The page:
Learn about the different options for authenticating with Azure Key Vault.
By default both the Controller and the Env Injector will assume it is running on Azure (since Azure Key Vault is most commonly used in Azure) - and use the default AKS service principal for authentication - unless custom authentication is provided (see Custom Authentication below).
Default authentication is the AKS credentials that are available on all Nodes (hosts) at
/etc/kubernetes/azure.json. These credentials are the same as the Kubernetes cluster use when interacting with Azure to create VM's, Load Balancers and other cloud infrastructure.
Note: The preferred solution would be to use Azure Managed Identities, but this is still in preview - so for now we rely on the default AKS service principal.
Currently only one situations has been identified, where default authentication does not work inside Azure.
When a Pod Security Policy is configured in the cluster, preventing containers from reading from the host.
Two solutions exists:
- Change the Pod Security Policy to list
- Or use custom authentication.
It is possible to give the Controller and/or the Env Injector specific credentials to authenticate with Azure Key Vault. The authentication requirements for the Controller and Env Injector are covered below.
The Controller will need Azure Key Vault credentials to get Secrets from Azure Key Vault and store them as Kubernetes Secrets. In order to provide custom credentials, pass inn the value
keyVault.customAuth.enabled=true to the Controller Helm Chart together with one of the Authentication options described below.
Fore more details, see the Controller Helm Chart.
To use custom authentication for the Env Injector there are two options:
- Use Microsft's AAD Pod Identity (see Using Custom Authentication with AAD Pod Identity)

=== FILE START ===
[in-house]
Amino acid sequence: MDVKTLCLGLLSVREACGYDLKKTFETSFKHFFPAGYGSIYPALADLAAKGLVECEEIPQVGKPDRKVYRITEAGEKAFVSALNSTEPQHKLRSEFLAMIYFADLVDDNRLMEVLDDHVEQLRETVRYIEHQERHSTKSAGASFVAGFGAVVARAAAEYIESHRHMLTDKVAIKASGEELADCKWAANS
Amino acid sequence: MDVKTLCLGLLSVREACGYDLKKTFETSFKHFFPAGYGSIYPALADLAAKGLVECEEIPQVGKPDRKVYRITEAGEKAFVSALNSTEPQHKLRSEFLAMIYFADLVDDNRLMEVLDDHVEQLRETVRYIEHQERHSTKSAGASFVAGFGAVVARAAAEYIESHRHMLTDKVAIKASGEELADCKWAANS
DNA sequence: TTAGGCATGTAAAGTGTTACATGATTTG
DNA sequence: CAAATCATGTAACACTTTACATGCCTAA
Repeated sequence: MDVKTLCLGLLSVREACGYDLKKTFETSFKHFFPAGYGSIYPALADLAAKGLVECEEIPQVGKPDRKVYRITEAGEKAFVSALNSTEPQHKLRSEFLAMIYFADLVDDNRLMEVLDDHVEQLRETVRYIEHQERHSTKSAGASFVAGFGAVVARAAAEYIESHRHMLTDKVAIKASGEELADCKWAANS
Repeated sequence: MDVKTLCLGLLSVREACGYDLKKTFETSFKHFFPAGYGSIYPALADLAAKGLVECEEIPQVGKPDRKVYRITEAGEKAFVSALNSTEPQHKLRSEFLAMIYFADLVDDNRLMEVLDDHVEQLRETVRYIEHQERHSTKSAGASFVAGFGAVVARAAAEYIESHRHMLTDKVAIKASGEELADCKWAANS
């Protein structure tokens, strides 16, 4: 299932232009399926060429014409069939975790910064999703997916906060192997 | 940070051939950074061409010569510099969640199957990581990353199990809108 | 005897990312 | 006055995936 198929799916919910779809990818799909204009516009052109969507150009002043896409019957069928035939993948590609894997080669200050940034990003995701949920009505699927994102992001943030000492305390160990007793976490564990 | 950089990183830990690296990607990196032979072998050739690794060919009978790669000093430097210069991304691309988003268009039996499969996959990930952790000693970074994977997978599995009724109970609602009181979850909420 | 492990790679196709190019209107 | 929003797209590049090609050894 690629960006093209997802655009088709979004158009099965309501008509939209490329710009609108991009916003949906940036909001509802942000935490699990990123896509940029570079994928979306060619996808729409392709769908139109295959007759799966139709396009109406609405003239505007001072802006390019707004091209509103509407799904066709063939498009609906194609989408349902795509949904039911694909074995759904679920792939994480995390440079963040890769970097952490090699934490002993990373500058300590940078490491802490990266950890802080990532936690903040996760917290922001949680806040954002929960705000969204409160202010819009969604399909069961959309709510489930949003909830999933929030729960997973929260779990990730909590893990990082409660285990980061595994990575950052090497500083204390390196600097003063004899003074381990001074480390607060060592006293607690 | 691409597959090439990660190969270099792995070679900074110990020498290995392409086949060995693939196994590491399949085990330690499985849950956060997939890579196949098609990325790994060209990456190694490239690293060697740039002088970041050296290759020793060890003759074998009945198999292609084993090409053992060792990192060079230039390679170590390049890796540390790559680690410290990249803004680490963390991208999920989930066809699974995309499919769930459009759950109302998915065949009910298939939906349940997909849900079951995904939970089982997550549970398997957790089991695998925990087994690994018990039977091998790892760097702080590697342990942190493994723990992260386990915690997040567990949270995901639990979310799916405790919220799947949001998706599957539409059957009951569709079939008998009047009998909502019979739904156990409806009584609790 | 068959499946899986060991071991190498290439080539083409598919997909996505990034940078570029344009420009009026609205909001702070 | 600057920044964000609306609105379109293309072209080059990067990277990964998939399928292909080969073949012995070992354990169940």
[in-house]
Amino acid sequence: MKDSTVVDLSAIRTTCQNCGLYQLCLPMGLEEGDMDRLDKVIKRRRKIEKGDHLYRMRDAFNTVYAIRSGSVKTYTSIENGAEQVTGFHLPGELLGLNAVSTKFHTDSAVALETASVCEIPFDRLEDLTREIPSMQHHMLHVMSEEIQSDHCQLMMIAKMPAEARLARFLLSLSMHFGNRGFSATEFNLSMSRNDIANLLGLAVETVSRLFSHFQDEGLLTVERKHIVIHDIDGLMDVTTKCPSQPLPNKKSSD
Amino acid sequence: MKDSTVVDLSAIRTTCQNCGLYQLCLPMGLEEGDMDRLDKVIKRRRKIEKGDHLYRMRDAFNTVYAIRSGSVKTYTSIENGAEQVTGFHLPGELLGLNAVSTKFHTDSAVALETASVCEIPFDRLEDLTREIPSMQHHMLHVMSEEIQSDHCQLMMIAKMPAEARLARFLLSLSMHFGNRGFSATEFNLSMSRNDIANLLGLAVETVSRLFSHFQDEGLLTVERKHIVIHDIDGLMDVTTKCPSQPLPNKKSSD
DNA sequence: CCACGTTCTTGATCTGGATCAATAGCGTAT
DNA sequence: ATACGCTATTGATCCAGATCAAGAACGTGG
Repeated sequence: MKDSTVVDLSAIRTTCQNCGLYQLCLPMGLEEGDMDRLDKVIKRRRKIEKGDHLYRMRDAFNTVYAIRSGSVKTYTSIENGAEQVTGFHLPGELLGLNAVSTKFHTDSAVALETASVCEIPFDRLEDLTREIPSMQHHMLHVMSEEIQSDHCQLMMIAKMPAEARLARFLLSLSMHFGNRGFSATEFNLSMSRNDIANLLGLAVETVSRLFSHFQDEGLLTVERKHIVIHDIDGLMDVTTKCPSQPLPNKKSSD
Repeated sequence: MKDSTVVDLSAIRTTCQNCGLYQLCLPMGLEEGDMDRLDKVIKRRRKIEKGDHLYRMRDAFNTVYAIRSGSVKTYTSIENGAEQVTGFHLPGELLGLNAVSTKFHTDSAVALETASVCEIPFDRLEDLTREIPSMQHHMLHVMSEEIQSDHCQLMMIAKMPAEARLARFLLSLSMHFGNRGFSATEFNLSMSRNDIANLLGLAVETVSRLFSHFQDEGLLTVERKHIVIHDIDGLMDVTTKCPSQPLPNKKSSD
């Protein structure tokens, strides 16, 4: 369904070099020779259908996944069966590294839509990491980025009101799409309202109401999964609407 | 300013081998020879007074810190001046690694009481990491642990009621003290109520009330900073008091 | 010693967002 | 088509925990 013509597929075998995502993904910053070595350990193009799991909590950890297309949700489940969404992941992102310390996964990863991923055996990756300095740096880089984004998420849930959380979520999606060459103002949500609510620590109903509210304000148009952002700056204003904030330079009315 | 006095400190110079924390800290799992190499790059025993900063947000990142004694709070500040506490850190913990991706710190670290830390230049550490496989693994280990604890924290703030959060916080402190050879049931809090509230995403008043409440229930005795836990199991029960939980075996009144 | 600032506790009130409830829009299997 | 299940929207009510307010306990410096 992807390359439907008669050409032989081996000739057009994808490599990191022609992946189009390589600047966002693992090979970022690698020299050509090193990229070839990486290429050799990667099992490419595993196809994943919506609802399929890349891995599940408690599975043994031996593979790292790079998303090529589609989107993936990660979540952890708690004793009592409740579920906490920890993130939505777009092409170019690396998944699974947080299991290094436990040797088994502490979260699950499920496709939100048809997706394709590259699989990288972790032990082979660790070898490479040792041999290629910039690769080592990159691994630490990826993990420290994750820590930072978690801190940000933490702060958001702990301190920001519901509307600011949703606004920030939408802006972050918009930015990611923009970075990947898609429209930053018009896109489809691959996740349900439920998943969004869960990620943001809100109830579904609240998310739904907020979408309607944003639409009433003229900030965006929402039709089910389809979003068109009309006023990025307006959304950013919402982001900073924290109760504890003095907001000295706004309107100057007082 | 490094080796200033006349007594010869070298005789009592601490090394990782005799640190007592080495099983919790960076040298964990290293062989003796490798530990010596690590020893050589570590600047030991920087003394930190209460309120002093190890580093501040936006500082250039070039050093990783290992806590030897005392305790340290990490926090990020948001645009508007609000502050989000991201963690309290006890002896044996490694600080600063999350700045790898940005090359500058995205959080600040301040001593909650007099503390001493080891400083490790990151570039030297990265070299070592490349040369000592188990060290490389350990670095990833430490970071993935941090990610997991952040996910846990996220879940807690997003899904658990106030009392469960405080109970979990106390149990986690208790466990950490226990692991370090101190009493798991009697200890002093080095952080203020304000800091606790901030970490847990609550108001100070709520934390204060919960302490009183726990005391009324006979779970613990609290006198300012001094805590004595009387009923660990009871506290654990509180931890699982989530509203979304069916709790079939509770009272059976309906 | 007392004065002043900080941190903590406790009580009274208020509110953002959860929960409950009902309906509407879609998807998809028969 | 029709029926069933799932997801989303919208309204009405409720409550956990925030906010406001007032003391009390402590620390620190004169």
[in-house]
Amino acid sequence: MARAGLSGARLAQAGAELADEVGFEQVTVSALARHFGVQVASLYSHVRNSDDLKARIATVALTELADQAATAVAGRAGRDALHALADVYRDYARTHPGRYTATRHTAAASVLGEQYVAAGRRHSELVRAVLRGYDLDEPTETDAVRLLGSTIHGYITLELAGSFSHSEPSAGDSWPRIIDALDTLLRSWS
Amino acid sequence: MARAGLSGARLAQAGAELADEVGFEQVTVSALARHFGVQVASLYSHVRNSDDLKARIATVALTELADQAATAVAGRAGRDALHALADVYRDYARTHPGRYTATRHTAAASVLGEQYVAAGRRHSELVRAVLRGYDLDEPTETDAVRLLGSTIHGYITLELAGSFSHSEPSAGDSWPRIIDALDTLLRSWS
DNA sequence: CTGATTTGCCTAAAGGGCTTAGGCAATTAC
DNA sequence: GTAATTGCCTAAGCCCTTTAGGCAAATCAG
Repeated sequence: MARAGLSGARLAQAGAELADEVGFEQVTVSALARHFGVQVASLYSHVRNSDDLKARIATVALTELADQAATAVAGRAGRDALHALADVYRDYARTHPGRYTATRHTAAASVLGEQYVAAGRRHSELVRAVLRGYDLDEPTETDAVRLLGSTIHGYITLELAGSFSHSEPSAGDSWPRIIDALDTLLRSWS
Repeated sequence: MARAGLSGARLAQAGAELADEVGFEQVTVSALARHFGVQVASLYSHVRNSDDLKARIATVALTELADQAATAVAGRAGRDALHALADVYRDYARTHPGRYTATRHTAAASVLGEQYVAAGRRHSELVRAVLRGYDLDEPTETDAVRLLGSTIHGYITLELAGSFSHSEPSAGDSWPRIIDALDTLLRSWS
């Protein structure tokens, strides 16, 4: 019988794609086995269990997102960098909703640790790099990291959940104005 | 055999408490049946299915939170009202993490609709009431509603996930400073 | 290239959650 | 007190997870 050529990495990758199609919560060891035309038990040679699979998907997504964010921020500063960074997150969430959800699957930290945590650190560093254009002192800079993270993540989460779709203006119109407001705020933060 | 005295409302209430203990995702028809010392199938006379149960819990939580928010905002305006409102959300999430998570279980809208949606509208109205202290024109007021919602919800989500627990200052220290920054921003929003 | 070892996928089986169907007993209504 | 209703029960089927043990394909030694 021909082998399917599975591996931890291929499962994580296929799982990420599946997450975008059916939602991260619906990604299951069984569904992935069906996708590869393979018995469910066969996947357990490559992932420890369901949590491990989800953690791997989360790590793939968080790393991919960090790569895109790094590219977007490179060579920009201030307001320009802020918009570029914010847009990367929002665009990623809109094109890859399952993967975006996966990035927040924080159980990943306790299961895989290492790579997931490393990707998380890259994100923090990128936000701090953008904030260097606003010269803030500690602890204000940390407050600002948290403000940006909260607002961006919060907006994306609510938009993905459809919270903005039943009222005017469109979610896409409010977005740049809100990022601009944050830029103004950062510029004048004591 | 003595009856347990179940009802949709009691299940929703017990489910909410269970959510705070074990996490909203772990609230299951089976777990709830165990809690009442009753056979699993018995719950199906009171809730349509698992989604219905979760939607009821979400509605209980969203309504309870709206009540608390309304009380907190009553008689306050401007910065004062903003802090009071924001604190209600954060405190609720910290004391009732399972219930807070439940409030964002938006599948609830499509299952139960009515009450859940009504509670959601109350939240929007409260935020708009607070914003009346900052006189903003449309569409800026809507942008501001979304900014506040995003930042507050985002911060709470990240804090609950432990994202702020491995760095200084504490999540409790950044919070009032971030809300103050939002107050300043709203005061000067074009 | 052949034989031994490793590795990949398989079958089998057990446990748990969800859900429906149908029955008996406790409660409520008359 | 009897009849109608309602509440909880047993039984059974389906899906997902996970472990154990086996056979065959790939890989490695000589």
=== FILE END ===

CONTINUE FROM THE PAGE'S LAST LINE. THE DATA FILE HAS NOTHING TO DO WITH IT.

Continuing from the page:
- Use custom credentials through credential injection (see Using Custom Authentication with Credential Injection Enabled)
- Provide credentials for each Pod using the Env Injector pattern using Authentication options below.
To avoid using option no. 3, support for a more convenient solution (no. 2) is supported where the Azure Key Vault credentials in the Env Injector (using Authentication options below) is "forwarded" to the the Pods. The Env Injector will create a Kubernetes Secret containing the credentials and mutate the Pod's env section to reference the credentials in the Secret.
Fore more details, see the Env Injector Helm Chart.
The following authentication options are available:
|Authentication type||Environment variable||Description|
|Managed identities for Azure resources (used to be MSI)||No credentials are needed for managed identity authentication. The Kubernetes cluster must be running in Azure and the |
|Client credentials||The ID for the Active Directory tenant that the service principal belongs to.|
|The name or ID of the service principal.|
|The secret associated with the service principal.|
|Certificate||The ID for the Active Directory tenant that the certificate is registered with.|
|The application client ID associated with the certificate.|
|The path to the client certificate file.|
|The password for the client certificate.|
|Username/Password||The ID for the Active Directory tenant that the user belongs to.|
|The application client ID.|
|The username to sign in with.|
|The password to sign in with.|
Note: These env variables are sensitive and should be stored in a Kubernetes
Secret resource, then referenced by Using Secrets as Environment Variables.
See official MS documentation for more details on how environment base authentication works for Azure: https://docs.microsoft.com/en-us/go/azure/azure-sdk-go-authorization#use-environment-based-authentication